“This happens every night.”

Later, we are standing with a large group of Palestinian men smoking cigarettes and drinking coffee, watching the soldiers and waiting for something to happen. I sit down and notice something by my foot. It is a hard, round piece of rubber with a metal bottom. I am told it is a  גומי, a gummy, a rubber bullet, just lying on the floor. Not too far away, we hear shots. Right next to us, two local men are repairing a metal fence with power tools. It is distracting and the combination of loud noises, bright lights, and chaos is disorienting. Under my breath, I ask “Can they do that any other night?” My friend standing next to me replies, “But this happens every night.” 

She is right. The police describe their actions as “just routine policing.” Because it is the first time in my life that I have witnessed this kind of violence, it is disorienting, shocking, disruptive. For people who experience it every day, daily life must go on. 

Children look at the camera and police stand on the street.

Children look at the camera and police stand on the street.

“This is occupation.”

I feel completely drained on the bus ride back to Tel Aviv. I am grateful to be with my friend, grateful to get into my air conditioned apartment, grateful to be and feel physically safe, and grateful to sleep in my comfortable bed far away from the violence of the evening. Even now, writing this two months later and thousands of miles away, I feel nauseous thinking about the violence I witnessed. For the 20,000 residents of Issawiya, the 330,000 Palestinians living in occupied East Jerusalem, the 3 million Palestinians in the occupied West Bank, and the 1.4 million Palestinians in Gaza, the violence is much more intense and cannot be escaped so easily, if at all.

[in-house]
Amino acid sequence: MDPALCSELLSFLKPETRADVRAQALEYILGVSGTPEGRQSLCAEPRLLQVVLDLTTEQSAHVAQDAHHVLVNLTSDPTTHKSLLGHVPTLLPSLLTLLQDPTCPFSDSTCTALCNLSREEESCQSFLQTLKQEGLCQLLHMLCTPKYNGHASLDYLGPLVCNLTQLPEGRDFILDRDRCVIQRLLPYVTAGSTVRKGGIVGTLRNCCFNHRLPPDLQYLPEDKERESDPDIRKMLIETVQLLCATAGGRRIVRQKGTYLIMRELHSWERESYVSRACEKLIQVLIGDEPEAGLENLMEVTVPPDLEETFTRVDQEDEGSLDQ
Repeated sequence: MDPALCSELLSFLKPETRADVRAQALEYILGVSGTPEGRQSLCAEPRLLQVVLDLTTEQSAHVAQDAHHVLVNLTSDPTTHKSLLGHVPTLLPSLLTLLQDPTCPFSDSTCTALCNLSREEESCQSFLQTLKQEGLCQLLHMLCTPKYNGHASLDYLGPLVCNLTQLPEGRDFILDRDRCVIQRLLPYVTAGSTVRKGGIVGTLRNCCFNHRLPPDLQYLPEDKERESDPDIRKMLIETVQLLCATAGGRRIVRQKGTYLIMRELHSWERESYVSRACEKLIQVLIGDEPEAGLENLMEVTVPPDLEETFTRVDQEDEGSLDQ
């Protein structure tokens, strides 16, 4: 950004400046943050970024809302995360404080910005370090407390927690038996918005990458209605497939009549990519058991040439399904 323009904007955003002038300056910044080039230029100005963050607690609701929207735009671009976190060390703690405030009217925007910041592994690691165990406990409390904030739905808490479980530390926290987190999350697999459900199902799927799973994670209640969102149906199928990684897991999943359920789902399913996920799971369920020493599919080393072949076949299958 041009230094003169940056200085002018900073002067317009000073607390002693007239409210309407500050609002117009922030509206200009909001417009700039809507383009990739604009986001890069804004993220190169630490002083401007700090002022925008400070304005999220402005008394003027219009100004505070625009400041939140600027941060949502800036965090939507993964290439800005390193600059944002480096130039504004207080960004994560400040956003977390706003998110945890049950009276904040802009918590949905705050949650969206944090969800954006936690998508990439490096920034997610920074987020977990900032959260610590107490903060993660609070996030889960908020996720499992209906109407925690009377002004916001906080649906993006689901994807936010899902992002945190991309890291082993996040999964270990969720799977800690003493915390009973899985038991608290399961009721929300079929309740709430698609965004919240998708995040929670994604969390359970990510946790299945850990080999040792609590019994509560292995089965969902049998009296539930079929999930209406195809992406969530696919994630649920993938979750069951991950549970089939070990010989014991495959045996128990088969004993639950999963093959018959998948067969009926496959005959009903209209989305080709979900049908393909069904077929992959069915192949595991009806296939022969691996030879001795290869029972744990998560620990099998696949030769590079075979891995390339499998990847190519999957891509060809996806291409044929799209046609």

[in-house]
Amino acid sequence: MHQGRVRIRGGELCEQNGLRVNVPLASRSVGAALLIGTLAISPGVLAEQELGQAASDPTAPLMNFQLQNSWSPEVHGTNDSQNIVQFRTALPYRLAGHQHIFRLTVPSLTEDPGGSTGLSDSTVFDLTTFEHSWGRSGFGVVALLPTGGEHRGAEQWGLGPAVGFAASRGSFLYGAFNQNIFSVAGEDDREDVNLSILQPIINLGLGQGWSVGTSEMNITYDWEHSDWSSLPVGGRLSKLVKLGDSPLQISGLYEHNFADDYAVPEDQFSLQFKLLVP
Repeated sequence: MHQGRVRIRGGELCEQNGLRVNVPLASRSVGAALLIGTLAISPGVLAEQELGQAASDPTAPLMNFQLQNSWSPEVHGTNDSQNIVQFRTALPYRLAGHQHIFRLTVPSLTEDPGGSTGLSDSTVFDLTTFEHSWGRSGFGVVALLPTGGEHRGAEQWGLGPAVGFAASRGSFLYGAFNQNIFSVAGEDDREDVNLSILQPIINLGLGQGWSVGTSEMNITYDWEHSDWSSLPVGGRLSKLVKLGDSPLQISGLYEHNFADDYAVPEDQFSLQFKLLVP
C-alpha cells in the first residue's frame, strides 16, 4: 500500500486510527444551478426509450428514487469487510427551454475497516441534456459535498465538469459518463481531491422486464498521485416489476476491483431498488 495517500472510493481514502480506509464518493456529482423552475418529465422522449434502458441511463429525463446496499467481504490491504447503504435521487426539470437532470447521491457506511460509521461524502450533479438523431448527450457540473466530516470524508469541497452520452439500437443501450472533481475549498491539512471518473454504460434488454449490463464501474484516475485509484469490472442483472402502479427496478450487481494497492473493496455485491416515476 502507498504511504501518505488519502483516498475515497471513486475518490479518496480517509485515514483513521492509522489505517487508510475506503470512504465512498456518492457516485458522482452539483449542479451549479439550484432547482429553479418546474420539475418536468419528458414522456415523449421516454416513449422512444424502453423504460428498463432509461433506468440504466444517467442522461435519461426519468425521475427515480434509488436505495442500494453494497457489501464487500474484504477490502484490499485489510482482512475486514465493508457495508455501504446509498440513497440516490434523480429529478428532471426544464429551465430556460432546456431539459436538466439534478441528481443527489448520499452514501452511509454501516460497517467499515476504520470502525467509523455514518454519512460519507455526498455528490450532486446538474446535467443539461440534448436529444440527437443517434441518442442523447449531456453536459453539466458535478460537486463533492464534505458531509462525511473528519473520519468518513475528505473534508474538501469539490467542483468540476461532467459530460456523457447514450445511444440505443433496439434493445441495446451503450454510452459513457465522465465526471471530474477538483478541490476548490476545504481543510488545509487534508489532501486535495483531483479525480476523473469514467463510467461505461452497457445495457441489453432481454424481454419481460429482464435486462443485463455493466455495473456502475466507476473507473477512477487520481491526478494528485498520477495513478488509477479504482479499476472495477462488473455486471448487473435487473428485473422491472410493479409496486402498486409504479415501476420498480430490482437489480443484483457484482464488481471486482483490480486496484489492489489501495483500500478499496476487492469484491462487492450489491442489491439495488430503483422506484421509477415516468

About a month ago, Haaretz published an article about the daily raids in Issawiya. According to their research, over two months, over 340 people from Issawiya were arrested, at least half of them were under 18, and only five, out of 340, were indicted. In searches of homes, no weapons were found. No police or Israelis were injured, except for when two police officers were injured by a stun grenade, which was thrown by a different Israeli police officer.  There is no justification for the violence that the police have inflicted on Issawiya. 

Today, Issawiya is still experiencing nightly police raids despite multiple agreements between the municipality and the police to end, or at least reduce, these pointless operations. It has been happening for four months now, over 90 days. Israeli activists are still going every night to show solidarity and to document the violence. I wonder how much longer this “operation” in Issawiya can continue, and then I remember that is has already been 71 years since the forced expulsion of Palestinians at the hands of the Israeli state began. 

It is no coincidence that the violence is taking place in a neighborhood of occupied East Jerusalem, one of the most contentious and heavily disputed areas in the conflict. It is also no coincidence that Issawiya is a politically active area. Although the violence feels arbitrary, it is targeted. It is an attempt to quash political activism and to make life unliveable.

This is occupation. This is collective punishment for the crime of being Palestinian. Every night, the 20,000 residents of Issawiya are terrorized. People are afraid to walk down the street. Most women and children stay in their homes, watching from windows as the police shoot rubber bullets and throw stun grenades. In Issawiya, just like in Sur Baher, even a home is unsafe.